Does the sometimes large break between the regular season and bowls have an impact on college football offenses? Or is that just something we say when our team doesn't perform well?
24 Sep 2012
by Andy Benoit
Because our friends at ESPN are broadcasting this game, we won’t conduct a Russell Wilson love-fest here. That’s Jon Gruden’s thunder. Gruden, a 5-foot-10 ex-quarterback whose best skill was likely "moxie," probably sees a bit of himself in the Seahawks rookie. Of course, Gruden will be the first to tell you that he didn’t begin to have the arm of wheels that Wilson has. The over/under on number of combined full-screen Wilson graphics, side stories, and isolated shots during the Monday Night broadcast: 4,536.
Intriguing as Wilson may look, he isn’t the key to Seattle’s offense. Marshawn Lynch is, and that’s especially the case against Green Bay. Not only does running the ball effectively keep Aaron Rodgers off the field, it also enables the Seahawks to stay in base personnel. That keeps Charles Woodson in centerfield instead of the slot, and prevents the Packers from running the sub-package blitzes that make Dom Capers’s defense dangerous.
Last week against the Cowboys, Seattle used a lot of three-tight end sets in the second half, and they actually had success throwing from them. That may have had more to do with Dallas’s coverage breakdowns. Nevertheless, the tactic compelled Dallas to occasionally use their outside linebackers in coverage. Green Bay may not be goaded into wasting Clay Matthews that way, but for Seattle, it’s worth a shot. In the very least, perhaps one (or two ... or three) of those tight ends can help overmatched offensive tackles Russell Okung and Breno Giacomini handle the superstar edge-rusher.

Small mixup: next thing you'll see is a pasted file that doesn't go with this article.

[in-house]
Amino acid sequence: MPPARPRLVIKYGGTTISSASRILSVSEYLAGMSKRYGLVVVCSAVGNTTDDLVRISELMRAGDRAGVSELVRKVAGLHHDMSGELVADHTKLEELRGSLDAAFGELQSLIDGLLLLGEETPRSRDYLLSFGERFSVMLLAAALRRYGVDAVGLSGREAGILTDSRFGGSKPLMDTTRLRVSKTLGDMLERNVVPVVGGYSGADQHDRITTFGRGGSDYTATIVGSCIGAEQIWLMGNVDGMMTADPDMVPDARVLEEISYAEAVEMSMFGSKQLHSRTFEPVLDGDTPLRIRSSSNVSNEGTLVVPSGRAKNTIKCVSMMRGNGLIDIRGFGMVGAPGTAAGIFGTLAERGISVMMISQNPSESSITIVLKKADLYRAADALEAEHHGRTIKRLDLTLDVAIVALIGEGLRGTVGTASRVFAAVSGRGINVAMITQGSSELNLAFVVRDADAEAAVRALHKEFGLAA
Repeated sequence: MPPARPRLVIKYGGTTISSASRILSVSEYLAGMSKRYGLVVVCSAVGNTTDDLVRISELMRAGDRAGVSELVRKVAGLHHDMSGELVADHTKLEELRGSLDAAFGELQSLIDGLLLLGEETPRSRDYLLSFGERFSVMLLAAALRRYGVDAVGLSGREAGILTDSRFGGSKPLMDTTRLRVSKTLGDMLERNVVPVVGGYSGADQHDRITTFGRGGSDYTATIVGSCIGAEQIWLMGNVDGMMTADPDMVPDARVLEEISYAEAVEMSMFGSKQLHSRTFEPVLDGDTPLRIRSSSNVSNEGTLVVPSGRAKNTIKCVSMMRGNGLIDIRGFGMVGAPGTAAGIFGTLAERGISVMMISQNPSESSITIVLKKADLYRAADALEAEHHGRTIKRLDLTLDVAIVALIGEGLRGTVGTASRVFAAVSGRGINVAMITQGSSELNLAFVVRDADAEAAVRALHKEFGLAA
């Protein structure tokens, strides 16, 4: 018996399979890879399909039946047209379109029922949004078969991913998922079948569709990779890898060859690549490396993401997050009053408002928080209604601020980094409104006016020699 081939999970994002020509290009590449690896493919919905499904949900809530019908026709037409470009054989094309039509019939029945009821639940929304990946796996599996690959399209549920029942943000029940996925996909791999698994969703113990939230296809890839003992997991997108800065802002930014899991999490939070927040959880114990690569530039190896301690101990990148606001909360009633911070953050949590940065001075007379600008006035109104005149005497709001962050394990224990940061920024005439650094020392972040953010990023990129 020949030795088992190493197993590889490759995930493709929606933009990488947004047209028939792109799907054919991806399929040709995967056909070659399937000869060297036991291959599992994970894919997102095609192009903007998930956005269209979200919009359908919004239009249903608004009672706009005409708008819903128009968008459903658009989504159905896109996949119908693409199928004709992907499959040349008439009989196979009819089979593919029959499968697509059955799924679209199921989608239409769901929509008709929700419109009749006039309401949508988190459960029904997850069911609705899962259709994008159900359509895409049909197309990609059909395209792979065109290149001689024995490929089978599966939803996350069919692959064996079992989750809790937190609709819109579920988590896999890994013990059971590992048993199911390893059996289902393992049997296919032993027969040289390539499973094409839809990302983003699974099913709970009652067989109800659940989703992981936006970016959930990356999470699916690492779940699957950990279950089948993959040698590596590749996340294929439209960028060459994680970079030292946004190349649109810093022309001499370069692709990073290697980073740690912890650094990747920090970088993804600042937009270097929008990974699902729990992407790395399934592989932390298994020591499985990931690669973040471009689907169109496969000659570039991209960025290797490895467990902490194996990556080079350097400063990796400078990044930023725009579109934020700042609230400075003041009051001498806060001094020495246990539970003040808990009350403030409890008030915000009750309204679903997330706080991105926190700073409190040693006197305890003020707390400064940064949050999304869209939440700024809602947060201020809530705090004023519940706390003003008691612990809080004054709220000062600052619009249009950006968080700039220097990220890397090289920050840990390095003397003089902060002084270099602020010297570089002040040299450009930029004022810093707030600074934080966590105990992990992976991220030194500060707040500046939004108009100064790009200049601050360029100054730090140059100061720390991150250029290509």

Green Bay made a more concerted effort to balance their play-calling against the Bears in Week 2. Cedric Benson has always championed himself as a high-volume runner, sound-yet-methodical. He loves to run out of the classic I-formation, though he’s shown so far that he can be effective in shotgun zone runs.
It might not be worth feeding Benson the ball this week, though, as Seattle could have the best run-defending front four in football. Watching teams run to defensive end Red Bryant’s side is like watching two movers try to cram a couch through a door that needs it hinges removed. Next to Bryant, defensive tackle Brandon Mebane is one of the most energetic, well-leveraged destructors in the NFL. And his partner, the gargantuan Alan Branch, has been a beast since leaving Arizona. Working ahead of athletic interior pass-rusher Jason Jones, Branch has been able to consistently maintain his surprising initial quickness throughout all four quarters.
With the run game likely bottled up, expect the Packers to spread the field. Their 3x1 set features Jordy Nelson, a possibly healthy Greg Jennings, and either Randall Cobb or James Jones (with the aging Donald Driver waiting in the wings), as well as the league’s most athletic pass-dropper, Jermichael Finley. This is an excellent tactic to use against a zone-based D like Seattle’s. The Seahawks have two large, often-suffocating cover corners in Brandon Browner and Richard Sherman. Both are at their best near the sideline. An unbalanced formation with Nelson and Jennings aligned next to each other might force those corners to play the same side of the field, meaning one of them will have to deal with the discomfort of being in space. The Cowboys were able to take advantage of Browner with this last week.
Rodgers hasn’t been as sharp as usual these first two weeks, but that could change if Green Bay takes an aggressive, proactive approach through the air. If you see the Seahawks unbalancing their coverages or keeping both hard-hitting safeties Earl Thomas and Kam Chancellor back deep, you’ll know Green Bay’s in the driver’s seat.
3 comments, Last at 24 Sep 2012, 7:16pm by JoeHova